This primary source was used all throughout the website. It provided quotes and images regarding the conditions of the camps and the author's personal experience in internment.

"Our Story: American History Stories and Activities You Can Do Together." OurStory : Activities : Life in a WWII Japanese-American Internment Camp : More Information. N.p., n.d. Web. 10 Feb. 2014.

This is a primary source of a quote stated by the president of united states saying that the Japanese Americans were loyal to the U.S.

Registered Nurse, Mrs. Edythe Sasser, Is Assisted by Yoshiko Konatsu, Nurse's Aid, and Tomiko Kitasaki, Nurse's Aid, in the Treatment of Infantile Paralysis. 1943. War Relocation Authority Photographs of Japanese-American Evacuation and Resettlement, UC Berkeley, Bancroft Library. Online Archive of California. Web. 4 Apr. 2014.

This primary source shows a pair of nurses treating an ill child in an internment camp.

Roosevelt, Franklin D. "Executive Order 9066: The President Authorizes Japanese Relocation." History Matters: The U.S. History Course On the Web. N.p., n.d. Web. 01 Dec. 2013. <http://historymatters.gmu.edu/>.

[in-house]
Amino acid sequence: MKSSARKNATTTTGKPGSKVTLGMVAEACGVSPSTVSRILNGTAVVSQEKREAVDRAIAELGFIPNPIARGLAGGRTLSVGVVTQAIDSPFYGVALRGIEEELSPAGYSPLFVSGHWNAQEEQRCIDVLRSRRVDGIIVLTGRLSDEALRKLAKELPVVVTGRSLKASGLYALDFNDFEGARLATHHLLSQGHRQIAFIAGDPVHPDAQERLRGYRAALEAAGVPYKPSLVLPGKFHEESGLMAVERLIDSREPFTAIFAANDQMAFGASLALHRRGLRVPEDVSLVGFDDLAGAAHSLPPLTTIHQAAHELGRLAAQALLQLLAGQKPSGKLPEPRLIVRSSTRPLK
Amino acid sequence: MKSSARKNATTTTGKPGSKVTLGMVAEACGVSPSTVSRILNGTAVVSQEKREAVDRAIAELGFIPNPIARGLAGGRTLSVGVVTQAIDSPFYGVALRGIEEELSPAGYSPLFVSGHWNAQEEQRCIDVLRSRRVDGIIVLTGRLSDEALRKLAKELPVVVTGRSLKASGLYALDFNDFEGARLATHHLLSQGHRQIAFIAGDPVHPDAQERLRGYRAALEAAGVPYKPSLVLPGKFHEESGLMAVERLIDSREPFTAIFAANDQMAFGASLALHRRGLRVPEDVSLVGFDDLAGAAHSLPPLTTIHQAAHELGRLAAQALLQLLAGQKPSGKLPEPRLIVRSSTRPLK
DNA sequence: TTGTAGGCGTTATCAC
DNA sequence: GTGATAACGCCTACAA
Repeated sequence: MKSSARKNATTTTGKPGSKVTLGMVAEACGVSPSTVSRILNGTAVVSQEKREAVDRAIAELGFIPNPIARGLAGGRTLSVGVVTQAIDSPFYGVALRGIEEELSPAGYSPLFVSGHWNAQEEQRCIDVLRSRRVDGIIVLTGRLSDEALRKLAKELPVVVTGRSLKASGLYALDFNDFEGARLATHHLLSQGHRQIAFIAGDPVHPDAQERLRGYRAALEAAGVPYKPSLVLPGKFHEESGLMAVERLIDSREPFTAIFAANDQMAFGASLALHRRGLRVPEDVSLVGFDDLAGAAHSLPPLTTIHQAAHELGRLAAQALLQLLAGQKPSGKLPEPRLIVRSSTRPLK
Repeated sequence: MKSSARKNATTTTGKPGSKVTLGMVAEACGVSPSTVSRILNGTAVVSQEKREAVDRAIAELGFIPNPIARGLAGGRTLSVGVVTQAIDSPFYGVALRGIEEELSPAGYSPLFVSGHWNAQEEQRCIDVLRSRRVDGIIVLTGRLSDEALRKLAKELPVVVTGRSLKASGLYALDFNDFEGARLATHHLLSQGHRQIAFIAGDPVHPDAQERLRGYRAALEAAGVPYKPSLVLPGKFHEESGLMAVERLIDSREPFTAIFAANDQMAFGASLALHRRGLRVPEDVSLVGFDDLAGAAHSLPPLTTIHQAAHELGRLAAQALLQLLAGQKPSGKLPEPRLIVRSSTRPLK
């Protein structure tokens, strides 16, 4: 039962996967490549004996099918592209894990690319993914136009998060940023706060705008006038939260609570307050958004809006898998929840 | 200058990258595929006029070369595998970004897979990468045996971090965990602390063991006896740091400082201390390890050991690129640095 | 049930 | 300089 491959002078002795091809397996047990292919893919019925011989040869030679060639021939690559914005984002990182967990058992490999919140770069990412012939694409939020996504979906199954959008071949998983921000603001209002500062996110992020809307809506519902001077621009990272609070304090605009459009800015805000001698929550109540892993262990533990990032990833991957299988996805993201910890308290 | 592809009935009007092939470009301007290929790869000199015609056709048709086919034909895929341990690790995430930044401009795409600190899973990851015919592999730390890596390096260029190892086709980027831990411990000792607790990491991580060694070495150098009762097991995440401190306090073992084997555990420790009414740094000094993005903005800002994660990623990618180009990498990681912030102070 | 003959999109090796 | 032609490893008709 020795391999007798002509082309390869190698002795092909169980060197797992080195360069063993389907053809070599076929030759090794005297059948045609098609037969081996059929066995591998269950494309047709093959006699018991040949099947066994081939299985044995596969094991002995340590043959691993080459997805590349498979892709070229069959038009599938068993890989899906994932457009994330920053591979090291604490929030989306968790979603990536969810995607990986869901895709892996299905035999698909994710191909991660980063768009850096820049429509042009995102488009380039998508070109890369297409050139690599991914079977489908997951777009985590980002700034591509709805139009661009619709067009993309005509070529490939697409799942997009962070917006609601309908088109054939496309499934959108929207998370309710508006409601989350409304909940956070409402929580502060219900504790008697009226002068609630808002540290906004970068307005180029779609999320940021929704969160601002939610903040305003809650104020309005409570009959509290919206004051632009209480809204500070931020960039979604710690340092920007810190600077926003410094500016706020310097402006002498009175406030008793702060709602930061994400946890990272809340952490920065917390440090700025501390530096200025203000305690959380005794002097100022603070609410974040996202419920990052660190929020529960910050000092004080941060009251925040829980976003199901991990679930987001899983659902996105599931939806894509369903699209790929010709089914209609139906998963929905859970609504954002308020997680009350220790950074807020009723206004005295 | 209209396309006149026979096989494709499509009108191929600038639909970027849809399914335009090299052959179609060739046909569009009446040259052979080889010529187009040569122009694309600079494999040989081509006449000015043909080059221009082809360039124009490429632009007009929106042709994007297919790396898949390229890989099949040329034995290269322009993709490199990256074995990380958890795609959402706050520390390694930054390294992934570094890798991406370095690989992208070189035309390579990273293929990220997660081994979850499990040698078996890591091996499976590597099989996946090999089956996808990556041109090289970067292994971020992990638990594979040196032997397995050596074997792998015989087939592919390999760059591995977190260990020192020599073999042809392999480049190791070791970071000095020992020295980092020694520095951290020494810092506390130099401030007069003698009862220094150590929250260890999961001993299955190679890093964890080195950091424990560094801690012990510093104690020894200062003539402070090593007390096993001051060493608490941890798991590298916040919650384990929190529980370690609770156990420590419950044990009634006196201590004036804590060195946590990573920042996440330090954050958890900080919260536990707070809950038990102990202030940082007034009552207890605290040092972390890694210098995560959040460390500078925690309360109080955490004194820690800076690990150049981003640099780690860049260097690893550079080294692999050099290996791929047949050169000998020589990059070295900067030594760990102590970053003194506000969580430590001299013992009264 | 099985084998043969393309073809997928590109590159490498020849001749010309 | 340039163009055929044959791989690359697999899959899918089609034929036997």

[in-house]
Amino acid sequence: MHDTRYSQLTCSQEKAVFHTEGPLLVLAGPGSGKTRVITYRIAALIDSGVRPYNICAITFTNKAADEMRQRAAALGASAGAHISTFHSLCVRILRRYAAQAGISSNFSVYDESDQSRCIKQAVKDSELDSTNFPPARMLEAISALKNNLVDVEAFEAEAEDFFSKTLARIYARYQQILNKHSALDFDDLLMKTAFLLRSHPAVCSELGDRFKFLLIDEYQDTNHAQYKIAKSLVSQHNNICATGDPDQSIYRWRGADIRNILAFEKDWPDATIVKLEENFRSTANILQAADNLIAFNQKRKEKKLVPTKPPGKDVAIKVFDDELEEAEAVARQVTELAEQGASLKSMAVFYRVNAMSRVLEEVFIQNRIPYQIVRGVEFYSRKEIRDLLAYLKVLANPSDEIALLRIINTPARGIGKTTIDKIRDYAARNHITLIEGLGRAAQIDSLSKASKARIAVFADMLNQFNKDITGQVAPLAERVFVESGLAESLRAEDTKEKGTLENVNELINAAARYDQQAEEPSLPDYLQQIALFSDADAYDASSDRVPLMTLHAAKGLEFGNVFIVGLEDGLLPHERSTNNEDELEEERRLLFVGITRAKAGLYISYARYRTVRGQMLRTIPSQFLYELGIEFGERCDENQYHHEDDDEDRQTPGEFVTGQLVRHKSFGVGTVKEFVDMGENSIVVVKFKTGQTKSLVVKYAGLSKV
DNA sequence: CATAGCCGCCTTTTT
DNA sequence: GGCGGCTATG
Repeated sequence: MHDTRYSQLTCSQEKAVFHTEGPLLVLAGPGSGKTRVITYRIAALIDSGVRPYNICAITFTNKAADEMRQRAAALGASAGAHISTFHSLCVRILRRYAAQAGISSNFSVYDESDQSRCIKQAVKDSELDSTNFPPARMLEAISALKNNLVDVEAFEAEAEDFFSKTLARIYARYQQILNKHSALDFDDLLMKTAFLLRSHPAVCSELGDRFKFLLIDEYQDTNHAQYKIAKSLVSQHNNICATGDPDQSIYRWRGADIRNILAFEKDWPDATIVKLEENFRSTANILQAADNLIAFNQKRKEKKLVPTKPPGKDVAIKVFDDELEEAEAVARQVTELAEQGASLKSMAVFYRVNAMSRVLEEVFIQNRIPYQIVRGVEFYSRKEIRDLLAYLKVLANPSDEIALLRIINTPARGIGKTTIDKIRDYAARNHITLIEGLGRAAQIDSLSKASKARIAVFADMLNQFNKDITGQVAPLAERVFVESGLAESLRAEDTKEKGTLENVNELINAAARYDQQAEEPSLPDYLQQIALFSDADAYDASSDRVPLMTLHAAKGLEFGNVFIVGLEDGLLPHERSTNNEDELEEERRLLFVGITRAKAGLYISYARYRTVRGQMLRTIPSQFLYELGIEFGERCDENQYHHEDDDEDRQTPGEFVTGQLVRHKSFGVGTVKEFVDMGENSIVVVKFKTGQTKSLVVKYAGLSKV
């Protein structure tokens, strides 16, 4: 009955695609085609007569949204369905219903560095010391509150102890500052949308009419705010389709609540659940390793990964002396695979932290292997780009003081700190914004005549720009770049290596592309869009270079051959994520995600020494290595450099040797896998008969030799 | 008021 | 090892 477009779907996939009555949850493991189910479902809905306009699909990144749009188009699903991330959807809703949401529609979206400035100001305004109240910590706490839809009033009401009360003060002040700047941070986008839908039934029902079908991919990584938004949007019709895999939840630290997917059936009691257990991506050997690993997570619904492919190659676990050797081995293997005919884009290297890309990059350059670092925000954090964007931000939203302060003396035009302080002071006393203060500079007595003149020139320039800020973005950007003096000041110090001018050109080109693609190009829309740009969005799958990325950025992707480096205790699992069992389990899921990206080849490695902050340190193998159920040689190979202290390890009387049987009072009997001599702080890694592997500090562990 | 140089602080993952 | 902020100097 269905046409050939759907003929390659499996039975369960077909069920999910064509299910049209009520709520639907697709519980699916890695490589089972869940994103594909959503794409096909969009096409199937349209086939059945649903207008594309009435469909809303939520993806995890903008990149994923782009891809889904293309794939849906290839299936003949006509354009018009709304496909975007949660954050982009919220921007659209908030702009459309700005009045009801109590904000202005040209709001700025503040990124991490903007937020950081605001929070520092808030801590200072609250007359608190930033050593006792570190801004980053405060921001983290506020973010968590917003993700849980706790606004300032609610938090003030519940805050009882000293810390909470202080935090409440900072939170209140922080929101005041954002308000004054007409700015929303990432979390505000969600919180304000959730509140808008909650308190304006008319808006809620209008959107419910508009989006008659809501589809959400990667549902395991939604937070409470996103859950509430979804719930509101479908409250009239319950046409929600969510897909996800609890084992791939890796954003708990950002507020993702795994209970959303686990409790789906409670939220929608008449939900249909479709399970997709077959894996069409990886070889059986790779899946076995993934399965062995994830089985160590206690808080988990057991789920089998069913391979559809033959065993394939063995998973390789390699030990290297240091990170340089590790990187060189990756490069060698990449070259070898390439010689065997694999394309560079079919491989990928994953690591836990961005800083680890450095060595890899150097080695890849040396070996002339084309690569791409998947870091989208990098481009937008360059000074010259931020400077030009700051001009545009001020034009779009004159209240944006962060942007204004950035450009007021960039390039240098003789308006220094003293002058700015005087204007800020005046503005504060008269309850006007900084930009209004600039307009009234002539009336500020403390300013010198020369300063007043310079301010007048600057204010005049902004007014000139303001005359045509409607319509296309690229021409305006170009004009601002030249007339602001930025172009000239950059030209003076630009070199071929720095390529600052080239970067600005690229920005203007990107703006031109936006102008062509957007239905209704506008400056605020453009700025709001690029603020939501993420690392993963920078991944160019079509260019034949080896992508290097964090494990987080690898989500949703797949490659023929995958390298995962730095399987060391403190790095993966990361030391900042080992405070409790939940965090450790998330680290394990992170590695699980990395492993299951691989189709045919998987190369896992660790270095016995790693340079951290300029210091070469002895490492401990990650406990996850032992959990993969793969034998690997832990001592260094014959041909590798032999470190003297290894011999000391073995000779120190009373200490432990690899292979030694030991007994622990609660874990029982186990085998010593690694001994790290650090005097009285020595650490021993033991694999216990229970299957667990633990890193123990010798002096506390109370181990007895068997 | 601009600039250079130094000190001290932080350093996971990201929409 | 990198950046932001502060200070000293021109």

A primary source. The exact text of Executive Order 9066 issued by President Franklin Roosevelt.

Russell, Lee. Residents of Japanese Ancestry Awaiting the Bus at the Wartime Civil Control Station. apr. 1942. Photograph. United States, San Francisco. http://www.loc.gov/pictures/resource/cph.3a25601/

This is a primary source photograph of Japanese Americans preparing to relocate.

Stanley, Jerry. "I am an American." New York: Crown Publishers, Inc., A Random House Company, 1994. Print

Experience of a student during WWII into internment. Primary

"Stop and Get Your Free Fag Bag Careless Matches Aid the Axis." Cartoon. The Library of Congress. Web. 9 Feb. 2014.

This primary source is an American propaganda poster which characterizes the Japanese.

Takano, Mark. "Interview with Congressman Mark Takano." Personal interview. 13 Mar. 2014.